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Small CGG repeat expansion alleles of FMR1 gene are associated with parkinsonism

Authors

  • DZ Loesch,

    Corresponding author
    1. School of Psychological Science, La Trobe University, Melbourne/Bundoora, Victoria, Australia
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  • MS Khaniani,

    1. Chromosome and Chromatin Research Laboratory, The Murdoch Children's Research Institute, Royal Children's Hospital, Melbourne/Parkville, Victoria, Australia
    2. Medical Genetics Division, Faculty of Medicine, Tabriz University of Medical Science, Tabriz, Iran
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  • HR Slater,

    1. Department of Paediatrics, University of Melbourne/Parkville, Victoria, Australia
    2. Cytomolecular Diagnostic Research, Murdoch Children's Research Institute, Royal Children's Hospital, Melbourne/Parkville, Victoria, Australia
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  • JP Rubio,

    1. Florey Neurosciences Institute, University of Melbourne/Parkville, Victoria, Australia
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  • QM Bui,

    1. Centre for Molecular, Environmental, Genetic and Analytic, Epidemiology, University of Melbourne/Parkville, Victoria, Australia
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  • K Kotschet,

    1. St Vincent's Hospital, Melbourne/Fitzroy, Victoria, Australia
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  • W D’Souza,

    1. St Vincent's Hospital, Melbourne/Fitzroy, Victoria, Australia
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  • A Venn,

    1. Menzies Research Institute, University of Tasmania, Hobart, Australia
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  • P Kalitsis,

    1. Chromosome and Chromatin Research Laboratory, The Murdoch Children's Research Institute, Royal Children's Hospital, Melbourne/Parkville, Victoria, Australia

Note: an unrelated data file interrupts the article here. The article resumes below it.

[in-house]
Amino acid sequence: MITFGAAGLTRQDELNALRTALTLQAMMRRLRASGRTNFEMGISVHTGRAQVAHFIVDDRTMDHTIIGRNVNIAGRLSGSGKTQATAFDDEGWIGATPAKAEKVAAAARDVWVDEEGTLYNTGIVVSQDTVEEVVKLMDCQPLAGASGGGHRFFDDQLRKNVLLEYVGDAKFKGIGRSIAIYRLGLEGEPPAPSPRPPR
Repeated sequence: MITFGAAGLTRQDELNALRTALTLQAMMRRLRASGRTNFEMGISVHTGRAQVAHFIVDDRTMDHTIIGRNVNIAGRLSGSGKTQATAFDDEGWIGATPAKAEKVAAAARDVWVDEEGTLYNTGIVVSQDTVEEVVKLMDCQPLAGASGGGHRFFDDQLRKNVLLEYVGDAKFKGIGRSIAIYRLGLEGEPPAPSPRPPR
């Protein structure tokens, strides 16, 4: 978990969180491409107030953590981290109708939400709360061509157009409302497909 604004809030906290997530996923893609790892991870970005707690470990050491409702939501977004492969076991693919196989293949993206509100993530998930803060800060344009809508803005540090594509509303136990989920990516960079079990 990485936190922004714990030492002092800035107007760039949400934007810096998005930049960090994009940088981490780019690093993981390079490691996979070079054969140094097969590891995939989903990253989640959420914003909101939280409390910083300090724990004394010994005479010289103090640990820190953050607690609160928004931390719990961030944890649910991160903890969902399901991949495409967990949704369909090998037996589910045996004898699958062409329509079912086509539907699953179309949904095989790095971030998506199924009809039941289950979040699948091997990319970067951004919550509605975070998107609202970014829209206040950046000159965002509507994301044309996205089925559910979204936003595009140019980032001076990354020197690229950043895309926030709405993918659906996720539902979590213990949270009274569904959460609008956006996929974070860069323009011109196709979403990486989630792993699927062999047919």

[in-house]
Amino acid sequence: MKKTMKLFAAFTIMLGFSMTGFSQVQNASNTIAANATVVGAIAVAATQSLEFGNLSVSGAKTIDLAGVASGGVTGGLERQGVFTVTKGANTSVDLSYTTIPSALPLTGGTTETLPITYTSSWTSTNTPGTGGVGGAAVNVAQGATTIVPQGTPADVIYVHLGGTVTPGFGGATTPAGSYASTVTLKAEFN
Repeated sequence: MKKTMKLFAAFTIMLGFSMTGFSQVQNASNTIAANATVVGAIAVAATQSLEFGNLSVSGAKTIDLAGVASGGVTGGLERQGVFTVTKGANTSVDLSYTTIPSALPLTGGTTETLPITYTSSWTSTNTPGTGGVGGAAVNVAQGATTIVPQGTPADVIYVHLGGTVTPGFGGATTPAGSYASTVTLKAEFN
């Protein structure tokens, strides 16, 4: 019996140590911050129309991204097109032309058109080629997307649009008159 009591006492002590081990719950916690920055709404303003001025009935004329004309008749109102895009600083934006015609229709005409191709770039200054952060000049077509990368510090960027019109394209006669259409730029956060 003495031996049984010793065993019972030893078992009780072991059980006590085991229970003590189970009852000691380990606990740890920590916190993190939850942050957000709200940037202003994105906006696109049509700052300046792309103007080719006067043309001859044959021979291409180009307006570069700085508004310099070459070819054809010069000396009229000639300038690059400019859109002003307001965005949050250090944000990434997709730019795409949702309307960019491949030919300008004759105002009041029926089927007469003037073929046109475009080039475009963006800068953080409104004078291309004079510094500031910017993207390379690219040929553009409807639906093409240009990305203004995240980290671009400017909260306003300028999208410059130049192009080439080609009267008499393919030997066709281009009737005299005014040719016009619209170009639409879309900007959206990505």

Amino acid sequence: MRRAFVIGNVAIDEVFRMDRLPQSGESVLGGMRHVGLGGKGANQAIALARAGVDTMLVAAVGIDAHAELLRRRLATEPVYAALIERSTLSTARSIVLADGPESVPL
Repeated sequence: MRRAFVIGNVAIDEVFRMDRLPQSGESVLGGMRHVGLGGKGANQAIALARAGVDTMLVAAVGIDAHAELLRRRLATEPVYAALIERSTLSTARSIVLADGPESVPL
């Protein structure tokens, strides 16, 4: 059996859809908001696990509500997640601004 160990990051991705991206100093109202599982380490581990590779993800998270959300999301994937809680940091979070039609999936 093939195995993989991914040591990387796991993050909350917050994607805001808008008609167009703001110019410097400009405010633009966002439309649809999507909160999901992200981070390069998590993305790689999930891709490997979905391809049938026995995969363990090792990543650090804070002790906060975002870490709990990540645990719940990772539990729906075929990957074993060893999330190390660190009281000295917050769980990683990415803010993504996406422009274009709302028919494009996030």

2. Department of Paediatrics, University of Melbourne/Parkville, Victoria, Australia
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  • AKH Choo,

    1. Chromosome and Chromatin Research Laboratory, The Murdoch Children's Research Institute, Royal Children's Hospital, Melbourne/Parkville, Victoria, Australia
    2. Department of Paediatrics, University of Melbourne/Parkville, Victoria, Australia
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  • T Burgess,

    1. Cytomolecular Diagnostic Research, Murdoch Children's Research Institute, Royal Children's Hospital, Melbourne/Parkville, Victoria, Australia
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  • L Johnson,

    1. Florey Neurosciences Institute, University of Melbourne/Parkville, Victoria, Australia
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  • A Evans,

    1. Department of Neurology, Royal Melbourne Hospital, Parkville, Victoria, Australia
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  • M Horne

    1. Florey Neurosciences Institute, University of Melbourne/Parkville, Victoria, Australia
    2. Centre for Molecular, Environmental, Genetic and Analytic, Epidemiology, University of Melbourne/Parkville, Victoria, Australia
    3. Centre for Neuroscience, University of Melbourne/Parkville, Victoria, Australia
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Dr Danuta Z Loesch, School of Psychological Science, La Trobe University, Victoria 3086, Australia.
Tel: 61 3 94791382;
fax: 61 3 94791956;
e-mail: d.loesch@latrobe.edu.au

Abstract

Fragile X-associated tremor/ataxia syndrome (FXTAS) affects older males carrying premutation, that is, expansions of the CGG repeat (in the 55–200 range), in the FMR1 gene. The neurological changes are linked to the excessive FMR1 messenger RNA (mRNA), becoming toxic through a ‘gain-of-function’. Because elevated levels of this mRNA are also found in carriers of the smaller expansion (grey zone) alleles, ranging from 40 to 54 CGGs, we tested for a possible role of these alleles in the origin of movement disorders associated with tremor.

We screened 228 Australian males affected with idiopathic Parkinson's disease and other causes of parkinsonism recruited from Victoria and Tasmania for premutation and grey zone alleles. The frequencies of either of these alleles were compared with the frequencies in a population-based sample of 578 Guthrie spots from consecutive Tasmanian male newborns (controls). There was a significant excess of premutation carriers (Fisher's exact test p = 0.006). There was also a more than twofold increase in grey zone carriers in the combined sample of the Victorian and Tasmanian cases, with odds ratio (OR ) = 2.36, and 95% confidence intervals (CI): 1.20–4.63, as well as in Tasmanian cases only (OR = 2.33, 95% CI: 1.06–5.13), compared with controls. The results suggest that the FMR1 grey zone alleles, as well as premutation alleles, might contribute to the aetiology of disorders associated with parkinsonism.

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